Following a pay dispute in a firm that has been engaged in printing cheques for more than 100 tears has rekindled the debate about the future of cheques.
The supply of cheques to High Street banks in the UK might have been because of the industrial; action by some 79 members of the Unite union at Communisis in Crewe, said the members.
Scheduled strikes for the current week have been postponed as the members are expecting a fresh offer from the company.
But this also started a debate about the use and future of cheques.
At the peak of the usage of cheques in the UK in 1990, about four billion transactions a year was done with the help of it.
But that popularity has dropped significantly and last year banks processed about 405 million cheques.
There was a discussion in the payments industry some years ago where cheques were being considered to be phased out by 2018 which had put its future in doubt in the UK. But the firms were forced to change their plans following arguments by some politicians that cheques was the only alternative for the elderly.
During the news of a possible delay in some recieving their cheque books because of the stir at Crewe, there were some who raised questioned about when was the last time one used a cheque.
While there are some parents who still write cheques for school trips, cheques are also asked for by some small traders – such as window cleaners. The tax refunds from the government still are made through cheques.
Btu the debate for and against continuance of the use of cheques was developed by the BBC in the views that were sent to its Business Live page.
The news house put out what some of the participants in the debate though about the issue.
Mark Greenman says: “I am the director of Wales International Freight and we still pay all our suppliers by cheque. The reason for this is I have total control of the payments and avoid any computer error or more importantly fraudulent activity.”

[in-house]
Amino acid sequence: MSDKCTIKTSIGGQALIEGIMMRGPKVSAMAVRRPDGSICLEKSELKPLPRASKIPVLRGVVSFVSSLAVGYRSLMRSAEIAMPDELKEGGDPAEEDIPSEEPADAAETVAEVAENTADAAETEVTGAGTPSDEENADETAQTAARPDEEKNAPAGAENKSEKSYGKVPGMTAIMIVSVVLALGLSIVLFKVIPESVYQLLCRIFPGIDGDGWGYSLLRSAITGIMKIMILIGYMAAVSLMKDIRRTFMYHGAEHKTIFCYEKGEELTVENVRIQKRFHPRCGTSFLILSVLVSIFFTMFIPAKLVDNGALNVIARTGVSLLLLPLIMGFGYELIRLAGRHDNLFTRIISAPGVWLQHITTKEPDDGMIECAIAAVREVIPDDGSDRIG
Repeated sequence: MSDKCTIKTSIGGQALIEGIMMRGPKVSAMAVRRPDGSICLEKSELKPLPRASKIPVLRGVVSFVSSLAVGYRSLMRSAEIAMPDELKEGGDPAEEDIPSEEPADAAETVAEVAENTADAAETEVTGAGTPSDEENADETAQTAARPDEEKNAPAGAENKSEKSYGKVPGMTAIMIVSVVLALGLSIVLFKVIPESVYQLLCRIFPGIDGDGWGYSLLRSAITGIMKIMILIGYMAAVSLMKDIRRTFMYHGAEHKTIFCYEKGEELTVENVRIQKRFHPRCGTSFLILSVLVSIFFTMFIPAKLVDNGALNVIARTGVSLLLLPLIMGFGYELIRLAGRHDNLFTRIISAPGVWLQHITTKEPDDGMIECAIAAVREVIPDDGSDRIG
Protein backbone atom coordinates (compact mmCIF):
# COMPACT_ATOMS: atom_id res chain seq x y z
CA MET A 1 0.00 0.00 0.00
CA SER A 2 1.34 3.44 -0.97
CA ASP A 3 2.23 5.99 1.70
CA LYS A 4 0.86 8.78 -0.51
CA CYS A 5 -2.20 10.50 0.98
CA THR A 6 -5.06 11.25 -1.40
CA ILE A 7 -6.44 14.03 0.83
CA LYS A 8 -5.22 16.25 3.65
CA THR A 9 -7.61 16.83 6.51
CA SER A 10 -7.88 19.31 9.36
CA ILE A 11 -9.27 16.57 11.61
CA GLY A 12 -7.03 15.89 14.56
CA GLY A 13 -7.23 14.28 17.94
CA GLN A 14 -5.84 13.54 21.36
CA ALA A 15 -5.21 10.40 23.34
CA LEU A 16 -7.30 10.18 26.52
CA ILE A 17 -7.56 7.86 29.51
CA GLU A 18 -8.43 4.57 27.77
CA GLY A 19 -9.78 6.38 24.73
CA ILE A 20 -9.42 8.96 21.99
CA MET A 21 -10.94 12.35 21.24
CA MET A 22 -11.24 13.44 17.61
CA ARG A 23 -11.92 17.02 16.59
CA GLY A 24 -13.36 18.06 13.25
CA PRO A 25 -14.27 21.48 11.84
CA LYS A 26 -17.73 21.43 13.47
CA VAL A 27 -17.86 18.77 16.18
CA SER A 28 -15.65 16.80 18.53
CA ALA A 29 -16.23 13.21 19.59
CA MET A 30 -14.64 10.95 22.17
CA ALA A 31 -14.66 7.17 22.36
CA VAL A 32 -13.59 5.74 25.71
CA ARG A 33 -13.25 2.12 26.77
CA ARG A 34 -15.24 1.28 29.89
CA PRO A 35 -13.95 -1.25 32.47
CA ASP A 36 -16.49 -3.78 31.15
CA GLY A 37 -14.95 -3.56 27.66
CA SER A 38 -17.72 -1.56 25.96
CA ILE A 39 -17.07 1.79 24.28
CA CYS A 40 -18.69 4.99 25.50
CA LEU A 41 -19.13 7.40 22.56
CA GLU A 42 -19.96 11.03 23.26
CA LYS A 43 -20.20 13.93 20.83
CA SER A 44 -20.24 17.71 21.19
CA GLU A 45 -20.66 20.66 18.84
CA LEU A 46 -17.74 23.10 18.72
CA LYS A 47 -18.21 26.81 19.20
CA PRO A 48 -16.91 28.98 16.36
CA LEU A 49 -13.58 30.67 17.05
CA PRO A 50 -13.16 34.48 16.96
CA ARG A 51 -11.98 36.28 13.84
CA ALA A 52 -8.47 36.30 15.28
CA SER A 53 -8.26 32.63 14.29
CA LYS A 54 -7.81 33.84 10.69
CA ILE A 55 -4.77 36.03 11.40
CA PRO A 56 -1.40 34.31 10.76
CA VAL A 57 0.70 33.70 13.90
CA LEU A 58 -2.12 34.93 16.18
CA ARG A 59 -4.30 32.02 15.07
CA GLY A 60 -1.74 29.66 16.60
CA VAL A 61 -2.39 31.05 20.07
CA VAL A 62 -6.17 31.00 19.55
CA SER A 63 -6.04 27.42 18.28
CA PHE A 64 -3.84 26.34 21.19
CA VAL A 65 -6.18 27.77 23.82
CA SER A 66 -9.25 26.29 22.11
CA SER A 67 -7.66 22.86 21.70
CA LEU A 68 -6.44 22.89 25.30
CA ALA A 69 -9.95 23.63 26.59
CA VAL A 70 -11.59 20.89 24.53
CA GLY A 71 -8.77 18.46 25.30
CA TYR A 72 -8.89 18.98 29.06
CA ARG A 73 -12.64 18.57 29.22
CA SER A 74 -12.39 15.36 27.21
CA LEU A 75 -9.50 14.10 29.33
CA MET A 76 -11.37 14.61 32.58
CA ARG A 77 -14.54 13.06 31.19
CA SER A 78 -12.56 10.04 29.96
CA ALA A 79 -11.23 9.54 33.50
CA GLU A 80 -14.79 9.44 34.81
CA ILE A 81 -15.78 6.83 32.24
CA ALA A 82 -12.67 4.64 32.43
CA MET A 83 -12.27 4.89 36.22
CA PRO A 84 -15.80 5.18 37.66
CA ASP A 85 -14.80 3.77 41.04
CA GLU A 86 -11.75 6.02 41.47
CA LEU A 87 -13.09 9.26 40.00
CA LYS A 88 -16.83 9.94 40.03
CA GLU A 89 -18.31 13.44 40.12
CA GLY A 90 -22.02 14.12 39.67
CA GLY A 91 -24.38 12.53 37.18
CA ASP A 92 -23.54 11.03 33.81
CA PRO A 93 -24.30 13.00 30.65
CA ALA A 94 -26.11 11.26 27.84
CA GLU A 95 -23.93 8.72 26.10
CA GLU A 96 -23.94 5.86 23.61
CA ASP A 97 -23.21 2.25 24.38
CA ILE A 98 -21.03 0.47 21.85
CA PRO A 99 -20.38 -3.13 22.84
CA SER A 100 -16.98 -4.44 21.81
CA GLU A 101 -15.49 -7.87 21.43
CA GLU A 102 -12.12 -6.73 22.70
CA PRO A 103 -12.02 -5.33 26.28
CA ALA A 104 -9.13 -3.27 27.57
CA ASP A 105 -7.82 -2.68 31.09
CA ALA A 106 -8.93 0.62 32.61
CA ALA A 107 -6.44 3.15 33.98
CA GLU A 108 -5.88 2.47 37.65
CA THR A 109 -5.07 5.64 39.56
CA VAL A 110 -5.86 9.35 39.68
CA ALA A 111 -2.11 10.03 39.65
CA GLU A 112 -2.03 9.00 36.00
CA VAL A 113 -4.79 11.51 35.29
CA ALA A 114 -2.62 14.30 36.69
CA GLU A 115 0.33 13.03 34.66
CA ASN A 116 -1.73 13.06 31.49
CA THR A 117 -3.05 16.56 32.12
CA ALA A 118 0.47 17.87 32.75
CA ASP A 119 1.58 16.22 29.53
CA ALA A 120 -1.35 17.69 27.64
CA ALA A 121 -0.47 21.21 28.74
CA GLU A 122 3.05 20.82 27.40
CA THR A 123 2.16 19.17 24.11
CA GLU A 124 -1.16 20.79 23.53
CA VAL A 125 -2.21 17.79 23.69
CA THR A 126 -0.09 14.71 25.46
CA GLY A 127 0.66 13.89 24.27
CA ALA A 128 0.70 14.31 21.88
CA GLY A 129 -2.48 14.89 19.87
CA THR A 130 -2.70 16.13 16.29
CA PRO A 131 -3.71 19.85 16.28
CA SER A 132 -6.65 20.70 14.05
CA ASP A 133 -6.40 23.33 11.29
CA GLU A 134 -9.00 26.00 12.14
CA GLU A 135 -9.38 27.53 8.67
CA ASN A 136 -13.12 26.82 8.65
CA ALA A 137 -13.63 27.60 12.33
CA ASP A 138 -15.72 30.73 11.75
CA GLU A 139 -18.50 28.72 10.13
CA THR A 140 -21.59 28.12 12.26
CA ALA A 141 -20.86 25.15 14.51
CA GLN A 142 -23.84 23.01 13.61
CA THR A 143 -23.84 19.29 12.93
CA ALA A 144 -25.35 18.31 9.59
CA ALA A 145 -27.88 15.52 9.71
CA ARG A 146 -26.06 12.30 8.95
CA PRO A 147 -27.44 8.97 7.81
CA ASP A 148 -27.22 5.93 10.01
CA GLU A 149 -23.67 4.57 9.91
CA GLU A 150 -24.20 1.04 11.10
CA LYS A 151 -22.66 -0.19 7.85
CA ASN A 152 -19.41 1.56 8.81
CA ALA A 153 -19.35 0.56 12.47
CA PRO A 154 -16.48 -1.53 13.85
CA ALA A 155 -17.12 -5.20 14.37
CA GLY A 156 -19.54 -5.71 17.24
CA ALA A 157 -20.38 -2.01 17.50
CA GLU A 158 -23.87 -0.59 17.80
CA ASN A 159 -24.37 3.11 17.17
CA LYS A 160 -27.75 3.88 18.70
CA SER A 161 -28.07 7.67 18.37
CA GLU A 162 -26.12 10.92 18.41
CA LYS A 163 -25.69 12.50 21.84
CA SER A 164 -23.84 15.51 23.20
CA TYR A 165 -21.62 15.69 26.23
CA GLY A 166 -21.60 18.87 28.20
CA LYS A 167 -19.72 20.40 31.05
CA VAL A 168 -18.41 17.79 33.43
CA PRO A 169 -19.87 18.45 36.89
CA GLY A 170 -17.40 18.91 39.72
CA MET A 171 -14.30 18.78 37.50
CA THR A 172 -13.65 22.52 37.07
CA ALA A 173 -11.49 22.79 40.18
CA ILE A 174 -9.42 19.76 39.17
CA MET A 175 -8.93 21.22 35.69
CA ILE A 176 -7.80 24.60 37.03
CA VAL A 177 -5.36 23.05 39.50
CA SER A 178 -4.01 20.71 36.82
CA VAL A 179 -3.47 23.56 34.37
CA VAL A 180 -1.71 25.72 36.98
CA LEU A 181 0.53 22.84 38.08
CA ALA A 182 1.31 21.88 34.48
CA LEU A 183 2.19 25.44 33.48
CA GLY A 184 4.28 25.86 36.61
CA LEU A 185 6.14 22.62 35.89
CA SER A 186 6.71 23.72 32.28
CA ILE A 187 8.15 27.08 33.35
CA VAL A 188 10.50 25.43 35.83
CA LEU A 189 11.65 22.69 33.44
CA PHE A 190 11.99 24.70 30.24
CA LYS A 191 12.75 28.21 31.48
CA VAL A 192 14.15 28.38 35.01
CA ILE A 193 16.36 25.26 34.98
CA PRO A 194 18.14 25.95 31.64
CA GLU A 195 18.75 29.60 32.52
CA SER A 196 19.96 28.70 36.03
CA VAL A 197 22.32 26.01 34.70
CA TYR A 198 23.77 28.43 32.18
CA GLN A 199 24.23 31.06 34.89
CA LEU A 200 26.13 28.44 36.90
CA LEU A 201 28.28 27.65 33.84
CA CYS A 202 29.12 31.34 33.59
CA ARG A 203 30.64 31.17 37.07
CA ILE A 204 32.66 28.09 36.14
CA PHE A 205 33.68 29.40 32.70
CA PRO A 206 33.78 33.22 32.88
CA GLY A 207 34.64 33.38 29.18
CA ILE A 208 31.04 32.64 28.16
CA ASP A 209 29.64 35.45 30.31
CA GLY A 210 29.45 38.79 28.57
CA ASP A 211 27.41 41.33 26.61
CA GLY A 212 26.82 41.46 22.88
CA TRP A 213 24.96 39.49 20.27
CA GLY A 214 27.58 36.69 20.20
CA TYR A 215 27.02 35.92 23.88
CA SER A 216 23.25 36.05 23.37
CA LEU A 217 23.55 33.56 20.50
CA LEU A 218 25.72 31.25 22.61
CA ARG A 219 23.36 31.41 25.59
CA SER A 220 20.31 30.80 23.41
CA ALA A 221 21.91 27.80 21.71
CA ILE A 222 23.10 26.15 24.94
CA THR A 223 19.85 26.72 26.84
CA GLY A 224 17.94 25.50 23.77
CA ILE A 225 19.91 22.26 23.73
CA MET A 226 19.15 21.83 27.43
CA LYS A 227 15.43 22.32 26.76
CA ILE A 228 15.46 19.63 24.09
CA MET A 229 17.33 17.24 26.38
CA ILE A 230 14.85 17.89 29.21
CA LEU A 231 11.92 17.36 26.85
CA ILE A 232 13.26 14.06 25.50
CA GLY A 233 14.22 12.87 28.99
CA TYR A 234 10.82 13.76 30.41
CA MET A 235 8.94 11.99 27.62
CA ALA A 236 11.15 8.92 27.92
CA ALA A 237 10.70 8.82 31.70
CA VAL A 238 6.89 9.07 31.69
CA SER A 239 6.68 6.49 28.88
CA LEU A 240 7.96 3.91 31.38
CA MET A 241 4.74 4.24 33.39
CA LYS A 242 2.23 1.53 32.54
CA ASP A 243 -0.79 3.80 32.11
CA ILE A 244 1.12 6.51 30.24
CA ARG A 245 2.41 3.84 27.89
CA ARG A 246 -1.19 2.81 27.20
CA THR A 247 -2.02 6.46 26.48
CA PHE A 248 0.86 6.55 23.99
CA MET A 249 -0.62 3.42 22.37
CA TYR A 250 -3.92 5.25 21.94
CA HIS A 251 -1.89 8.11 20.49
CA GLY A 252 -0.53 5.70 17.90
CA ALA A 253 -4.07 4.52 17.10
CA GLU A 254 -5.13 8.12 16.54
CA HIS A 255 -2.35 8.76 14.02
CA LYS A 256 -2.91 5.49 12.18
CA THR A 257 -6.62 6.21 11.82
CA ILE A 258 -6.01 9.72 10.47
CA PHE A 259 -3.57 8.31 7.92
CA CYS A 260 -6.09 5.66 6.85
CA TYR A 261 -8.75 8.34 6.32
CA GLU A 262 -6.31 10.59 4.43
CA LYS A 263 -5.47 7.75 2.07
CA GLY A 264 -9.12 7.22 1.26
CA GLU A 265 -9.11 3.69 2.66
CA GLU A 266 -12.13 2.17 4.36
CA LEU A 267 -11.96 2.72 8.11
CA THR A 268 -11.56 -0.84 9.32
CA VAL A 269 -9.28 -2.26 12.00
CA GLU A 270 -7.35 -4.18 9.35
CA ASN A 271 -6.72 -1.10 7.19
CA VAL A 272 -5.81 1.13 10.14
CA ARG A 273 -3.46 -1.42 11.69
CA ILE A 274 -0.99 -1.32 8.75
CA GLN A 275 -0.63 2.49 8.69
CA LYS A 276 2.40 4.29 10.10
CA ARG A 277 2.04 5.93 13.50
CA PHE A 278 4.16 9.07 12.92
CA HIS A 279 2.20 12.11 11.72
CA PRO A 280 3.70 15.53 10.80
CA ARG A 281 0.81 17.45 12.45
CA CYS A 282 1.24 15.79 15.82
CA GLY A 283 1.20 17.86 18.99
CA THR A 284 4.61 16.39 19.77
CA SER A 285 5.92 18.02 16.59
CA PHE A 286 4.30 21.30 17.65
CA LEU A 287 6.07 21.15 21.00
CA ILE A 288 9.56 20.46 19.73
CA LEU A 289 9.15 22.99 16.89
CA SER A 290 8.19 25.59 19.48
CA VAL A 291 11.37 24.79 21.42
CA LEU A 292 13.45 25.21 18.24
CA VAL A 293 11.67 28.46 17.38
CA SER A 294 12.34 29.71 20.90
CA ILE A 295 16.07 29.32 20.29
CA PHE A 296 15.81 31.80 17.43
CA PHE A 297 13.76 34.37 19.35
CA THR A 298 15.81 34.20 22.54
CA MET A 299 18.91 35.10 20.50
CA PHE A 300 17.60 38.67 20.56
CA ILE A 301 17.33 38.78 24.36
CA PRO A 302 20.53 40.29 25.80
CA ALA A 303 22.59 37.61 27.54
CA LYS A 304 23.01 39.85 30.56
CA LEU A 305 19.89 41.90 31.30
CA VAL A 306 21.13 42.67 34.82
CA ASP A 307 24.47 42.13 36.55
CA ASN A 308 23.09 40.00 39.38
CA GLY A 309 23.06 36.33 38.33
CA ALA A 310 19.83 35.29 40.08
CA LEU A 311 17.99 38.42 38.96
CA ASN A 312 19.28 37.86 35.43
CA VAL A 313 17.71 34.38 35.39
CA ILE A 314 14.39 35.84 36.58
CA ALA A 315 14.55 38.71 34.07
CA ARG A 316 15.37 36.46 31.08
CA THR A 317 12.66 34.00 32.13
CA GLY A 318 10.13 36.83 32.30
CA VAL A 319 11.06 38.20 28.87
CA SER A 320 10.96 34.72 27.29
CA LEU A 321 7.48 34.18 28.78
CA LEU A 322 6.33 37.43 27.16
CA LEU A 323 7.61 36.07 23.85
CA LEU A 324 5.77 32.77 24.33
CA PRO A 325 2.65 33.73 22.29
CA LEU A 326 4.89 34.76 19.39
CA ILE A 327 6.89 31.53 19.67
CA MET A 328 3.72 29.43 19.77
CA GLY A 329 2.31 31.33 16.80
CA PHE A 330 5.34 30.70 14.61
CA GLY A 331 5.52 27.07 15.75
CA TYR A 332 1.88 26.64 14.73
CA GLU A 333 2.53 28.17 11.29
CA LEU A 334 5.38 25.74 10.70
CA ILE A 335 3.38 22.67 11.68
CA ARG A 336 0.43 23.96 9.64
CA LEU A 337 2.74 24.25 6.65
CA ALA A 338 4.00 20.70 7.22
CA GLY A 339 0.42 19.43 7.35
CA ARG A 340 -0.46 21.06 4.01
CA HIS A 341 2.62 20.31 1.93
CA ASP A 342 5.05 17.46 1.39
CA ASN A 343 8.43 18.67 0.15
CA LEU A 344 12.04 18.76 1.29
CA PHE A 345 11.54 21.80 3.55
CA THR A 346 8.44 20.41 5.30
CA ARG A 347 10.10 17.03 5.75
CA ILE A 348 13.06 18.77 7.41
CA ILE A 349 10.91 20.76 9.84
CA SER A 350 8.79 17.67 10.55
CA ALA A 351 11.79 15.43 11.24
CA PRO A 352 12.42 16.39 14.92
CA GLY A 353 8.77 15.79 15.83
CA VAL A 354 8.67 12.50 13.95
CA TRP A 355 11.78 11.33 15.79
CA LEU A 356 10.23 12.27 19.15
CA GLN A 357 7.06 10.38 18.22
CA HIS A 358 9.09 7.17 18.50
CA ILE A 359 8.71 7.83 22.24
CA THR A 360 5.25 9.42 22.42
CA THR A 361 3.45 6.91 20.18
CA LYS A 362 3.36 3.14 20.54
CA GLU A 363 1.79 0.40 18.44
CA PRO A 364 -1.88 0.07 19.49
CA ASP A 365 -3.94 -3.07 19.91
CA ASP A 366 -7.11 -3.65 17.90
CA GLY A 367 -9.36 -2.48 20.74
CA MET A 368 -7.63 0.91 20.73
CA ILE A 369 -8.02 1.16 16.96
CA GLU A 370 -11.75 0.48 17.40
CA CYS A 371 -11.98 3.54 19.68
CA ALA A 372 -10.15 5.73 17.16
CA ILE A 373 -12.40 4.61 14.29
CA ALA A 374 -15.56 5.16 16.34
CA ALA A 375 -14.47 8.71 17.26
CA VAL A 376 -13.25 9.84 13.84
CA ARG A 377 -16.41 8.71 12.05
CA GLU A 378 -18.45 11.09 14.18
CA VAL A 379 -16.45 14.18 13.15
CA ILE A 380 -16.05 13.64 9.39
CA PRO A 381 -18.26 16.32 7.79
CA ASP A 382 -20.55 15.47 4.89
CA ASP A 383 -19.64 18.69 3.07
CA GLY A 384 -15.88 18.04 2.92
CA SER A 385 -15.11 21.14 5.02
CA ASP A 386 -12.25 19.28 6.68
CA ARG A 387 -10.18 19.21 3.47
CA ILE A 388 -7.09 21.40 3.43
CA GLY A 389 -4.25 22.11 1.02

Financial adviser James Wyman says: “Many of my clients will hand over a cheque to make contributions into pensions, investment accounts, or ISAs as it can be done in a single transaction, whereas daily limits on payments via internet banking mean they have to log in and make a series of payments.
But according to Michael Ryder: “Last summer I took over the running of a small charity that used cheques for all of its transactions. About 300 cheques a year, all of them dual-authorised, had to be posted around the country to collect signatures before being dispatched to the payee.
But that has not deterred some firms to continue to innovate the usage of the centuries-old payment method.
There are a number of banks that allows its customers to make payments in cheques by first taking a photo of the cheque on their smartphones and then submitting it on a secure smartphone app.
A new UK-wide system, allowing banks to clear cheques from customers of different banks, is set to be in place by the end of the year
(Adapted form BBC.com)